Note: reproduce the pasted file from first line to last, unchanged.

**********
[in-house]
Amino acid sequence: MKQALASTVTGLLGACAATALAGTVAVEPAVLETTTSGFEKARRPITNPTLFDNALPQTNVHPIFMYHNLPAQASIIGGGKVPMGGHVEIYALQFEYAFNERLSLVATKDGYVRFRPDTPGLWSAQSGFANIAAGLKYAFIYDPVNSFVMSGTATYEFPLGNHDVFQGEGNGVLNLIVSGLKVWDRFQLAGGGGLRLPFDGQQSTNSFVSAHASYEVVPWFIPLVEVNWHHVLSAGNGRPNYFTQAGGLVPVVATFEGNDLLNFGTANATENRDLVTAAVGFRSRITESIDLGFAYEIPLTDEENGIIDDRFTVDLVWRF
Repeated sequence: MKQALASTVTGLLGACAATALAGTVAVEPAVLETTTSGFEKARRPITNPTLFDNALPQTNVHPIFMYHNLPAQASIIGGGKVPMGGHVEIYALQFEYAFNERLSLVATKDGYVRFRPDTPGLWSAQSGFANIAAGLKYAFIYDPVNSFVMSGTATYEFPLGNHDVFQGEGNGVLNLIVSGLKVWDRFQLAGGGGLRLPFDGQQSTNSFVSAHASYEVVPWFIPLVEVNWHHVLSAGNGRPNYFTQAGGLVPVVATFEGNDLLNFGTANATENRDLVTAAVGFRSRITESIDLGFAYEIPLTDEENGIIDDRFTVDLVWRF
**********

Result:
[in-house]
Amino acid sequence: MKQALASTVTGLLGACAATALAGTVAVEPAVLETTTSGFEKARRPITNPTLFDNALPQTNVHPIFMYHNLPAQASIIGGGKVPMGGHVEIYALQFEYAFNERLSLVATKDGYVRFRPDTPGLWSAQSGFANIAAGLKYAFIYDPVNSFVMSGTATYEFPLGNHDVFQGEGNGVLNLIVSGLKVWDRFQLAGGGGLRLPFDGQQSTNSFVSAHASYEVVPWFIPLVEVNWHHVLSAGNGRPNYFTQAGGLVPVVATFEGNDLLNFGTANATENRDLVTAAVGFRSRITESIDLGFAYEIPLTDEENGIIDDRFTVDLVWRF
Repeated sequence: MKQALASTVTGLLGACAATALAGTVAVEPAVLETTTSGFEKARRPITNPTLFDNALPQTNVHPIFMYHNLPAQASIIGGGKVPMGGHVEIYALQFEYAFNERLSLVATKDGYVRFRPDTPGLWSAQSGFANIAAGLKYAFIYDPVNSFVMSGTATYEFPLGNHDVFQGEGNGVLNLIVSGLKVWDRFQLAGGGGLRLPFDGQQSTNSFVSAHASYEVVPWFIPLVEVNWHHVLSAGNGRPNYFTQAGGLVPVVATFEGNDLLNFGTANATENRDLVTAAVGFRSRITESIDLGFAYEIPLTDEENGIIDDRFTVDLVWRF